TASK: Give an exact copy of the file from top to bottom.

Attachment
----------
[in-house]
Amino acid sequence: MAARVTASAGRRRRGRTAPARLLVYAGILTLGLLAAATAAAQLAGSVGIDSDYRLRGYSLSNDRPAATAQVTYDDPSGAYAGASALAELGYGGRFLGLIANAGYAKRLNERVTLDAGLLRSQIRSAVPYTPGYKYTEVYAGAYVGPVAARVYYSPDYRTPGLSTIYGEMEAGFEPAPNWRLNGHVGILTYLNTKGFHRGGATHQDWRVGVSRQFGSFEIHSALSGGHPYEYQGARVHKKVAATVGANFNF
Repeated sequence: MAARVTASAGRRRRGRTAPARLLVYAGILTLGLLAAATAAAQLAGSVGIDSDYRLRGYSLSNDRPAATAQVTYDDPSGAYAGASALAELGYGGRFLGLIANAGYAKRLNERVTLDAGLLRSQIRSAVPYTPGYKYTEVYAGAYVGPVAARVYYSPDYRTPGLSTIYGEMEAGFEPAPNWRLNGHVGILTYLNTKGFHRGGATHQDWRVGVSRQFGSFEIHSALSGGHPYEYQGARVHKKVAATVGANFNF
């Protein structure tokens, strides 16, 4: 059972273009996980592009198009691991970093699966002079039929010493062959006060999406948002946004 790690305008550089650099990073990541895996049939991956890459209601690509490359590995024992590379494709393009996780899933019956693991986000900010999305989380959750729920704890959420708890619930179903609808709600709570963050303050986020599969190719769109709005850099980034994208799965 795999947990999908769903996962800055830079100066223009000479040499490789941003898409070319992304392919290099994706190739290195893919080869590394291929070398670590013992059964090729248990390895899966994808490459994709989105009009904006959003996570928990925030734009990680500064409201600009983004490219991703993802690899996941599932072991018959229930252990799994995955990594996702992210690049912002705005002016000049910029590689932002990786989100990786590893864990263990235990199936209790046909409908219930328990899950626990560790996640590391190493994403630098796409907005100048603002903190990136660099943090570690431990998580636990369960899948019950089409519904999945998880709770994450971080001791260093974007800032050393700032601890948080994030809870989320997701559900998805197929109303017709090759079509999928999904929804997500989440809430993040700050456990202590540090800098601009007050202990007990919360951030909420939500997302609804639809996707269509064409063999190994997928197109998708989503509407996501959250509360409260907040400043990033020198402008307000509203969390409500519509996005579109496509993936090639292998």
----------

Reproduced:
[in-house]
Amino acid sequence: MAARVTASAGRRRRGRTAPARLLVYAGILTLGLLAAATAAAQLAGSVGIDSDYRLRGYSLSNDRPAATAQVTYDDPSGAYAGASALAELGYGGRFLGLIANAGYAKRLNERVTLDAGLLRSQIRSAVPYTPGYKYTEVYAGAYVGPVAARVYYSPDYRTPGLSTIYGEMEAGFEPAPNWRLNGHVGILTYLNTKGFHRGGATHQDWRVGVSRQFGSFEIHSALSGGHPYEYQGARVHKKVAATVGANFNF
Repeated sequence: MAARVTASAGRRRRGRTAPARLLVYAGILTLGLLAAATAAAQLAGSVGIDSDYRLRGYSLSNDRPAATAQVTYDDPSGAYAGASALAELGYGGRFLGLIANAGYAKRLNERVTLDAGLLRSQIRSAVPYTPGYKYTEVYAGAYVGPVAARVYYSPDYRTPGLSTIYGEMEAGFEPAPNWRLNGHVGILTYLNTKGFHRGGATHQDWRVGVSRQFGSFEIHSALSGGHPYEYQGARVHKKVAATVGANFNF
């Protein structure tokens, strides 16, 4: 059972273009996980592009198009691991970093699966002079039929010493062959006060999406948002946004 790690305008550089650099990073990541895996049939991956890459209601690509490359590995024992590379494709393009996780899933019956693991986000900010999305989380959750729920704890959420708890619930179903609808709600709570963050303050986020599969190719769109709005850099980034994208799965 795999947990999908769903996962800055830079100066223009000479040499490789941003898409070319992304392919290099994706190739290195893919080869590394291929070398670590013992059964090729248990390895899966994808490459994709989105009009904006959003996570928990925030734009990680500064409201600009983004490219991703993802690899996941599932072991018959229930252990799994995955990594996702992210690049912002705005002016000049910029590689932002990786989100990786590893864990263990235990199936209790046909409908219930328990899950626990560790996640590391190493994403630098796409907005100048603002903190990136660099943090570690431990998580636990369960899948019950089409519904999945998880709770994450971080001791260093974007800032050393700032601890948080994030809870989320997701559900998805197929109303017709090759079509999928999904929804997500989440809430993040700050456990202590540090800098601009007050202990007990919360951030909420939500997302609804639809996707269509064409063999190994997928197109998708989503509407996501959250509360409260907040400043990033020198402008307000509203969390409500519509996005579109496509993936090639292998």